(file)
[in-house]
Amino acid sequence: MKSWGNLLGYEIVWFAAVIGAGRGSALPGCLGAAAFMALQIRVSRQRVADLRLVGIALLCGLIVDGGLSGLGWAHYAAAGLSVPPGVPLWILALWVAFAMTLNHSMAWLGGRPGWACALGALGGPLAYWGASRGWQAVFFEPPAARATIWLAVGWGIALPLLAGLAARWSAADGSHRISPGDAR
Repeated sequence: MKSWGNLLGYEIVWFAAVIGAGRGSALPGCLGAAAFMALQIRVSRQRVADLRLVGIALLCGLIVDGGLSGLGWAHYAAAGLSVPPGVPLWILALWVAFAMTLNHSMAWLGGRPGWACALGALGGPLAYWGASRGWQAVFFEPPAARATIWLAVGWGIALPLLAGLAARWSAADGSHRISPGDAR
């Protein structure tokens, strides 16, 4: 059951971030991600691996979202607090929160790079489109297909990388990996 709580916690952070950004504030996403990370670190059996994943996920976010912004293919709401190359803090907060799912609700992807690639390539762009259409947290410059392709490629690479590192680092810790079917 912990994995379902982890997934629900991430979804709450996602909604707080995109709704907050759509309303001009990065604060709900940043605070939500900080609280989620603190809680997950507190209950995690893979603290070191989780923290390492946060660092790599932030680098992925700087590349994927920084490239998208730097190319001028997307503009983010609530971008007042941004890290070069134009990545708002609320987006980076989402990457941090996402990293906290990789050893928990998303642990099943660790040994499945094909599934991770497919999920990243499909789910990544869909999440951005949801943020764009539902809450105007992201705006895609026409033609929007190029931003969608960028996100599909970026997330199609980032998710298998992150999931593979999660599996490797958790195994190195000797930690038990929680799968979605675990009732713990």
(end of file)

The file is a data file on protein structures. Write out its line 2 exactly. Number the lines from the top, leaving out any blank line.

Amino acid sequence: MKSWGNLLGYEIVWFAAVIGAGRGSALPGCLGAAAFMALQIRVSRQRVADLRLVGIALLCGLIVDGGLSGLGWAHYAAAGLSVPPGVPLWILALWVAFAMTLNHSMAWLGGRPGWACALGALGGPLAYWGASRGWQAVFFEPPAARATIWLAVGWGIALPLLAGLAARWSAADGSHRISPGDAR